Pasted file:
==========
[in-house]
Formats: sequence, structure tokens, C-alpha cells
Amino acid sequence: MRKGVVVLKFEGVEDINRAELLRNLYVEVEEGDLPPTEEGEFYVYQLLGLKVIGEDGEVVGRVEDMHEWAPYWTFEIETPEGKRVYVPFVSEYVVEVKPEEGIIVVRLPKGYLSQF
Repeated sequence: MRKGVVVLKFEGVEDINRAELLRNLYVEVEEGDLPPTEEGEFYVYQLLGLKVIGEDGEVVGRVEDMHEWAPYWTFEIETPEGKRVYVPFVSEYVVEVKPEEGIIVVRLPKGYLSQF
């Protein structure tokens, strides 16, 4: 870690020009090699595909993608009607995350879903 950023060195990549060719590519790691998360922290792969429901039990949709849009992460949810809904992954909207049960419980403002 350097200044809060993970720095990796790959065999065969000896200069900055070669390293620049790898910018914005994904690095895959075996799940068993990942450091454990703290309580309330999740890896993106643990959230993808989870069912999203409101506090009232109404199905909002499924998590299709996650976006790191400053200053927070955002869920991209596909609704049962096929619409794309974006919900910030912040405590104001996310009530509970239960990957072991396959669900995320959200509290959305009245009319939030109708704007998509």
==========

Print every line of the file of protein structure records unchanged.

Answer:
[in-house]
Formats: sequence, structure tokens, C-alpha cells
Amino acid sequence: MRKGVVVLKFEGVEDINRAELLRNLYVEVEEGDLPPTEEGEFYVYQLLGLKVIGEDGEVVGRVEDMHEWAPYWTFEIETPEGKRVYVPFVSEYVVEVKPEEGIIVVRLPKGYLSQF
Repeated sequence: MRKGVVVLKFEGVEDINRAELLRNLYVEVEEGDLPPTEEGEFYVYQLLGLKVIGEDGEVVGRVEDMHEWAPYWTFEIETPEGKRVYVPFVSEYVVEVKPEEGIIVVRLPKGYLSQF
């Protein structure tokens, strides 16, 4: 870690020009090699595909993608009607995350879903 950023060195990549060719590519790691998360922290792969429901039990949709849009992460949810809904992954909207049960419980403002 350097200044809060993970720095990796790959065999065969000896200069900055070669390293620049790898910018914005994904690095895959075996799940068993990942450091454990703290309580309330999740890896993106643990959230993808989870069912999203409101506090009232109404199905909002499924998590299709996650976006790191400053200053927070955002869920991209596909609704049962096929619409794309974006919900910030912040405590104001996310009530509970239960990957072991396959669900995320959200509290959305009245009319939030109708704007998509």